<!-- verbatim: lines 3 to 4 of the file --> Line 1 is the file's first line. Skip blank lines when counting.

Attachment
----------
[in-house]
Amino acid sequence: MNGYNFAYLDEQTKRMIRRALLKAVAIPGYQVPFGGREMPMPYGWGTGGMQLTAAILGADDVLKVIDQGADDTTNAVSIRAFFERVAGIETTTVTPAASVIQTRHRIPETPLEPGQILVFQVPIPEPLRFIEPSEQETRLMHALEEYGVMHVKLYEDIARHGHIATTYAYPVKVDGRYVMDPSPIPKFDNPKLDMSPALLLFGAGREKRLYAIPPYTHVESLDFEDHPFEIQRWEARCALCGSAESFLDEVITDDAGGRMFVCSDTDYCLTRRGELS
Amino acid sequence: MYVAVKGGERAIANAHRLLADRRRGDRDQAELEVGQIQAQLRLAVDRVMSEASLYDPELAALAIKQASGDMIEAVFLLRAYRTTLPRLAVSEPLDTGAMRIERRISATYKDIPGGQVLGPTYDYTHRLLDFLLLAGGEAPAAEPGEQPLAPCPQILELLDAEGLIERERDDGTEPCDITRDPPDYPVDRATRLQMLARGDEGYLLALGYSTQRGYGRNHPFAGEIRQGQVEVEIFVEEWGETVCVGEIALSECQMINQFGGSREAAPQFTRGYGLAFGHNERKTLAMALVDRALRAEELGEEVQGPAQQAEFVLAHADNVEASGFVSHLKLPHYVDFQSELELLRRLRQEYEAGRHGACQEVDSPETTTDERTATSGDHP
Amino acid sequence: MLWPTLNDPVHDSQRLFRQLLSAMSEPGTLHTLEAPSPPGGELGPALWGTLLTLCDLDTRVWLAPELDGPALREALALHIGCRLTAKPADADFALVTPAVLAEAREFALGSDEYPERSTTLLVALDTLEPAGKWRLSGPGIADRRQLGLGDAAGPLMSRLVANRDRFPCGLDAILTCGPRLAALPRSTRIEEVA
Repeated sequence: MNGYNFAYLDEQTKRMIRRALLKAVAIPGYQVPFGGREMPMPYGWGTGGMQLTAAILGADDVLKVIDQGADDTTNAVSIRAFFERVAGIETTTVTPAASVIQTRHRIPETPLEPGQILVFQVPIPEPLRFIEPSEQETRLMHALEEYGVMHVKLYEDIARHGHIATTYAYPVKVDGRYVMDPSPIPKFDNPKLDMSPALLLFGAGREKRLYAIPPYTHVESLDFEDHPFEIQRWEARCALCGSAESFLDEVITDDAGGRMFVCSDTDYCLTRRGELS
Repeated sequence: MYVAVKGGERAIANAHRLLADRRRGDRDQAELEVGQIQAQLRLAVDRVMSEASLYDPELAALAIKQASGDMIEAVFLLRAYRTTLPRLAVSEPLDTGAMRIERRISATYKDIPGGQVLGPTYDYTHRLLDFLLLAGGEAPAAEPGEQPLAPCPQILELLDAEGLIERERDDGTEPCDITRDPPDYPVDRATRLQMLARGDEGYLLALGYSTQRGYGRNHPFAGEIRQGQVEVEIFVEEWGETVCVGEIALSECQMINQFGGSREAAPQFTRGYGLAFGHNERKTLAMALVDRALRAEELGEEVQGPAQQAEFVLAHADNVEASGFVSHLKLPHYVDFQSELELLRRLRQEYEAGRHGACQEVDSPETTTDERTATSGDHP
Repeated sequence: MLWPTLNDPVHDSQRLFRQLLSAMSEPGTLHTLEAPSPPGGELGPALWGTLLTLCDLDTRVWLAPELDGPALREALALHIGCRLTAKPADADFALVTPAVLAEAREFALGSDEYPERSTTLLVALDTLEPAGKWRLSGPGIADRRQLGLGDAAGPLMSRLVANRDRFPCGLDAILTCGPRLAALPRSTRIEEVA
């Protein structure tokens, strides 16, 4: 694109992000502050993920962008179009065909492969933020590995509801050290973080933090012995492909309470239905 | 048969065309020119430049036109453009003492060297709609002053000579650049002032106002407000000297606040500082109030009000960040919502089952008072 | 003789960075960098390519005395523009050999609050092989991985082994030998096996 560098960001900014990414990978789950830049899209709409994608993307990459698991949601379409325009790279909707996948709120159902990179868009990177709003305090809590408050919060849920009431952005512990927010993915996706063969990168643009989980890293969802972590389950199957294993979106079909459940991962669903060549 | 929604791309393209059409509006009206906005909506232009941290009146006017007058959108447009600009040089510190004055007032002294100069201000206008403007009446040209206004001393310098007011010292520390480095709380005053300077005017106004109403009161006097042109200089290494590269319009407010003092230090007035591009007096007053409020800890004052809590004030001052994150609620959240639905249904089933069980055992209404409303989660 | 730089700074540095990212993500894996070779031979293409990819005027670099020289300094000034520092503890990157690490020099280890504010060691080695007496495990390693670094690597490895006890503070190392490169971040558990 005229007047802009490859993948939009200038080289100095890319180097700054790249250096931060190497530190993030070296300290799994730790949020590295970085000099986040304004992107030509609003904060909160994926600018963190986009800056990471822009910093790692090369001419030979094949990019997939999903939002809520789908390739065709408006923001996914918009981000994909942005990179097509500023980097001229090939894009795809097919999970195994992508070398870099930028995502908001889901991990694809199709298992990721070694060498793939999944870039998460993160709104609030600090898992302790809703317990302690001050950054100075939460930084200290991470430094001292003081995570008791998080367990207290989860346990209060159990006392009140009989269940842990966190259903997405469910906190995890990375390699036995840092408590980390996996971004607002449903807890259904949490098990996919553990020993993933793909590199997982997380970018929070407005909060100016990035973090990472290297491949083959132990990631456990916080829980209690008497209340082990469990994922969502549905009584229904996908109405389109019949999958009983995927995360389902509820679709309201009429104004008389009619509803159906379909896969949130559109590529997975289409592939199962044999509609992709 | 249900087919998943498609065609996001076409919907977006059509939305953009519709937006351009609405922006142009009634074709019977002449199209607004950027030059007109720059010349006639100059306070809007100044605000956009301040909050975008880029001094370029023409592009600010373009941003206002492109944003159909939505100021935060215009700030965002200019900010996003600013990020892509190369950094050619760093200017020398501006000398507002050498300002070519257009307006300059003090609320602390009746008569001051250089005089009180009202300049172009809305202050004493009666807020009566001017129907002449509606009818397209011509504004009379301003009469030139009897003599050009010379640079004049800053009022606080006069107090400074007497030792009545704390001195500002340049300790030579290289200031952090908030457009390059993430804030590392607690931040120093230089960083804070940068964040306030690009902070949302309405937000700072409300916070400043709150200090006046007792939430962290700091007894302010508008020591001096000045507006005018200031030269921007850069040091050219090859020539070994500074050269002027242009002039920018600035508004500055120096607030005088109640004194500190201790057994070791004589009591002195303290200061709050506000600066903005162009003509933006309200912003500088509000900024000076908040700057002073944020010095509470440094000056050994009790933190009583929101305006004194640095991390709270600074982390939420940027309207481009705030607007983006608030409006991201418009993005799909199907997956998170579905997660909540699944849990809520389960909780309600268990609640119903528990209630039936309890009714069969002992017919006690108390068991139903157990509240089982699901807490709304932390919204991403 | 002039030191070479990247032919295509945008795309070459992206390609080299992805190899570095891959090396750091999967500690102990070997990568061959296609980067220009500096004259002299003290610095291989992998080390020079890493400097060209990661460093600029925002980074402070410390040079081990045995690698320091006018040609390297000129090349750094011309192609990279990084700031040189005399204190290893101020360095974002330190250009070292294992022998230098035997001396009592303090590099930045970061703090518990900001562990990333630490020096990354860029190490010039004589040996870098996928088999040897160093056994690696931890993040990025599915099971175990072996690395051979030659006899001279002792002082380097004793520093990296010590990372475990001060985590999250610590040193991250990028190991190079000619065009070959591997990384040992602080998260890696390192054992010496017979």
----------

Amino acid sequence: MYVAVKGGERAIANAHRLLADRRRGDRDQAELEVGQIQAQLRLAVDRVMSEASLYDPELAALAIKQASGDMIEAVFLLRAYRTTLPRLAVSEPLDTGAMRIERRISATYKDIPGGQVLGPTYDYTHRLLDFLLLAGGEAPAAEPGEQPLAPCPQILELLDAEGLIERERDDGTEPCDITRDPPDYPVDRATRLQMLARGDEGYLLALGYSTQRGYGRNHPFAGEIRQGQVEVEIFVEEWGETVCVGEIALSECQMINQFGGSREAAPQFTRGYGLAFGHNERKTLAMALVDRALRAEELGEEVQGPAQQAEFVLAHADNVEASGFVSHLKLPHYVDFQSELELLRRLRQEYEAGRHGACQEVDSPETTTDERTATSGDHP
Amino acid sequence: MLWPTLNDPVHDSQRLFRQLLSAMSEPGTLHTLEAPSPPGGELGPALWGTLLTLCDLDTRVWLAPELDGPALREALALHIGCRLTAKPADADFALVTPAVLAEAREFALGSDEYPERSTTLLVALDTLEPAGKWRLSGPGIADRRQLGLGDAAGPLMSRLVANRDRFPCGLDAILTCGPRLAALPRSTRIEEVA